No need to be a history buff to appreciate the wonder that is Pompeii, the old city buried in ash. Located near Naples, what was once one of the greatest cities of the Roman age before being destroyed by the eruption of the Vesuvius in 79 A.D. is now one of the best examples of preservation known today. With a pair of sensible shoes, a water bottle, and a bit of advance planning, you can spend a few hours in the only place in the world offering a fairly clear picture of what life was like here 2,000 years ago.
The ancient street plan is intact so you just need to grab a map, decide which of the numerous buildings you most want to see and start walking. Don’t try to work out what every building was as you would be here for days but do venture outside of the main arteries for a quieter exploration.
The large theatre could sit up to 5,000 people and hosted performances of comedies and tragedies as entertainment.
The expansive Forum was, like in Rome, the political, commercial and social heart of the town.
The court house, municipal offices, main temples, and the market were all located within the Forum.
If you visit later in the afternoon, you’ll be able to escape the crowds, the heat, and linger along the silent streets where you can truly fall under the site’s spell.
The beauty of wandering through a deserted Pompeii is unmatched, especially as you’ll discover plenty of hidden treasures along the way. By all means, if you spot an open door – go through it! We’ve stumbled upon open courtyards, little fountains, marble furniture, etc.
The House of the Tragic Poet, a example of a typical private home of that time, charms with its colorful walls, well preserved paintings, and overall romanticism.
A lot more impressive though is the House of the Faun, one of the largest residences in Pompeii.
Looking at the magnificent gardens (reconstructed of course) and lavish mosaics still covering some of the floors, one can only imagine the opulent lifestyle of the elite owners.
Besides lovely houses, the historical value of discovering the day-to-day life through the numerous bath houses and here, the local bar, is immense. Large holes would contain water, beer and/or wine.
While many inhabitants were able to flee the eruption in time, it’s impossible to ignore the tragic ending of those who got stuck in the city as is remembered throughout the site. A stop at the “Garden of the Fugitives” is a chilling reminder with plaster casts of victims still in situ, crouching in corners or clinging to each other as the debris fell.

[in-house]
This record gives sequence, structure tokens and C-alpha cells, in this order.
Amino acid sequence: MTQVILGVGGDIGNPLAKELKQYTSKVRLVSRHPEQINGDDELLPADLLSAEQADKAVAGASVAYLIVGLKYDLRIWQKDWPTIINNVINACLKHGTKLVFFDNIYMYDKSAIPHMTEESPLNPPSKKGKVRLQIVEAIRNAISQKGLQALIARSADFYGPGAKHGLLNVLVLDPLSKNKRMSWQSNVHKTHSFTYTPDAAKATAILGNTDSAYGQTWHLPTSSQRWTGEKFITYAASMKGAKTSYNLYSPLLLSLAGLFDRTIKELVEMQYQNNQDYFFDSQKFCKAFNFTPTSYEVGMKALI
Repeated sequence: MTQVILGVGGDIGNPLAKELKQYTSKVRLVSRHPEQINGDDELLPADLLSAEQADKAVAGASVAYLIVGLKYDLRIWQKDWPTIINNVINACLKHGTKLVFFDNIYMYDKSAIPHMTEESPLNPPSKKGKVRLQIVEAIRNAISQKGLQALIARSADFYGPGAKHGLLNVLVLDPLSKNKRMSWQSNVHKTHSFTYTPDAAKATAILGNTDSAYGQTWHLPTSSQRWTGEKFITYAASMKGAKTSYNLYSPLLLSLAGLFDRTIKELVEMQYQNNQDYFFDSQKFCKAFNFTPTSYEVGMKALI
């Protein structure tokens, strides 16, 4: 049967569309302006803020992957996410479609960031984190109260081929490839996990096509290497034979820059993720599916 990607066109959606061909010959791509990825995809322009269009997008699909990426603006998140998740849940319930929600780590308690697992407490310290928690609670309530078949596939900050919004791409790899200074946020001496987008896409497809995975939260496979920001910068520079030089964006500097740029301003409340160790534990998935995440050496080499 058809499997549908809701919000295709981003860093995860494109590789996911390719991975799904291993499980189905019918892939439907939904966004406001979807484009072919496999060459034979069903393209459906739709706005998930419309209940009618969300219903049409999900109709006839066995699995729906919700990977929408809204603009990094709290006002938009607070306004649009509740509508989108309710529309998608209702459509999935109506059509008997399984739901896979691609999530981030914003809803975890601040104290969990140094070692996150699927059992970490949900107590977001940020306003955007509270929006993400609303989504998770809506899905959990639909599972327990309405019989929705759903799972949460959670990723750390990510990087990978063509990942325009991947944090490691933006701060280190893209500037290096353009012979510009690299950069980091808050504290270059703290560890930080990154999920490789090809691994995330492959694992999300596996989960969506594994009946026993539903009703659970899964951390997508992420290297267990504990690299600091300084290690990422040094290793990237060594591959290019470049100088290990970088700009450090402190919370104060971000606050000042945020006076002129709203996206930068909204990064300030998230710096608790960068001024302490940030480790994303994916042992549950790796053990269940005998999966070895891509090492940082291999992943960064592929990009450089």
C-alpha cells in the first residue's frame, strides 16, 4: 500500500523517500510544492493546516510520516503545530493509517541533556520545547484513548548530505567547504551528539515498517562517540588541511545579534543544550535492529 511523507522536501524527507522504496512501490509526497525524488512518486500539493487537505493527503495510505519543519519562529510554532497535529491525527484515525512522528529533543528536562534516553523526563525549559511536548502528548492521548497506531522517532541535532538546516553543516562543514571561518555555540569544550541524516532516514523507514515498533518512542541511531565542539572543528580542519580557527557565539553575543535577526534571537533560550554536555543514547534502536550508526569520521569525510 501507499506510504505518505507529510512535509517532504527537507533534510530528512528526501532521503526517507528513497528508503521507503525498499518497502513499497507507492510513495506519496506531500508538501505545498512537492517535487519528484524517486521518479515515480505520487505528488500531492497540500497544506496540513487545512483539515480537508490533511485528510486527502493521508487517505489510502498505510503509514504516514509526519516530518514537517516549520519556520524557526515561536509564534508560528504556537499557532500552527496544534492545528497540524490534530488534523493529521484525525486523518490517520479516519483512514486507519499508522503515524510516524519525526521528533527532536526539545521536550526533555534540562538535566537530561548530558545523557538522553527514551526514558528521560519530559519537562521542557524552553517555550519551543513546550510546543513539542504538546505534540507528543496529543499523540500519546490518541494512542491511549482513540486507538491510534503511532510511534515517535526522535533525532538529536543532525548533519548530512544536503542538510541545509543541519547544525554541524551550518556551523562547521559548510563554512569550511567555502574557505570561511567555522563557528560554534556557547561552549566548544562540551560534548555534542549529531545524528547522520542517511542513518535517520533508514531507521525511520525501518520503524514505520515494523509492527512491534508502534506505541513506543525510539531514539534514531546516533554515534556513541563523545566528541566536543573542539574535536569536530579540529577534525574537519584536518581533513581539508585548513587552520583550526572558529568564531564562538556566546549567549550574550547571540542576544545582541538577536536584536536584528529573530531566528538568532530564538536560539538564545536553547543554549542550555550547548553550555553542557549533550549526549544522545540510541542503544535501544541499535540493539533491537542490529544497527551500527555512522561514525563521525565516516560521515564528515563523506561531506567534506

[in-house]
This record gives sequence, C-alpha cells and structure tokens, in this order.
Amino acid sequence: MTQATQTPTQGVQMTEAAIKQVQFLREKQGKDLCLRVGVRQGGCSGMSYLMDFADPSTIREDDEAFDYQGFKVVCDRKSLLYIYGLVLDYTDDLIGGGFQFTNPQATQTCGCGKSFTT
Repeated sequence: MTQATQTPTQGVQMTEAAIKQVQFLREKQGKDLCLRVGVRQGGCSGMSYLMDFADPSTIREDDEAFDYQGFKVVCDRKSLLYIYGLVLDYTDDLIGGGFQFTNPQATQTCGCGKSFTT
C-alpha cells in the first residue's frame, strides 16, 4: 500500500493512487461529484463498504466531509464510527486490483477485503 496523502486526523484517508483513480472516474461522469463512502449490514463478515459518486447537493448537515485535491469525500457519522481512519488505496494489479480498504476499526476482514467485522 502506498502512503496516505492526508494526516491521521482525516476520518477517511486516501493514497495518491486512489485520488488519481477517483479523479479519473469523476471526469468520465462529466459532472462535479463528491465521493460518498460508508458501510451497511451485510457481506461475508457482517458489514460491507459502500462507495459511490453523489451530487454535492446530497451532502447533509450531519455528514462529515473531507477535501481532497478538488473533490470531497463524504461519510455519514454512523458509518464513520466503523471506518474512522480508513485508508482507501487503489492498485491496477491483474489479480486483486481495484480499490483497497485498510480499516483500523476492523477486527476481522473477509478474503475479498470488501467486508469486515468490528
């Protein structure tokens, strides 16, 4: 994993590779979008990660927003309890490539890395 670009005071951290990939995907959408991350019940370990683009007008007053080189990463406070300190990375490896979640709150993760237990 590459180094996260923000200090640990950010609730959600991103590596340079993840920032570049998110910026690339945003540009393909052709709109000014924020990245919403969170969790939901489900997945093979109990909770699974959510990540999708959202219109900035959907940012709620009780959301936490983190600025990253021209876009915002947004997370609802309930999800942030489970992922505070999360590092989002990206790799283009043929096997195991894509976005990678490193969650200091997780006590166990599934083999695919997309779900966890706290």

At the other end of the city, next to the exit, stands the majestic Amphitheatre.
It’s the oldest stone building of this kind in the world, 150 years older than the Colosseum in Rome.
You’ll surely be hungry by now and thinking of jumping into the first open café you’ll see and that wouldn’t be far from the best scenario. As providential and surprising as it may seem, it’s merely a few steps down the street from the exit that we had one if not THE best meal of our trip in the most inconspicuous of places. That such a culinary treasure as Add‘u‘ Mimi‘ should find itself in close proximity to the biggest tourist attraction in the region is a mystery, but one you’d be foolish not to uncover.
First of all this has to be the restaurant with the best service we’ve had, the owner Roberto kindly welcoming us and describing the house specialties with a love and respect for the regional food one hardly sees, and in three languages no less! With everything made in-house, including a fennel-based digestive at the end of our meal which trumped every limoncello we’ve previously had, the outstanding quality shone throughout the few hours we spent there.
What followed was a perfectly choreographed feast of the simplest dishes, heavy on the local seafood which is the specialty, each with a taste that I have yet to forget. Even better, the prices are as gentle as the cooking methods with barely anything on the menu venturing into the double digits. A true find which has ‘almost’ eclipsed the 2,000 yrs old city we had just visited…
You’ll be pretty full by then, but just in case there is a great gelateria almost right across the street which is well worth a visit also.
De Vivo has plenty of retro charm and loads of pastries on top of the homemade gelato.
We couldn’t resist…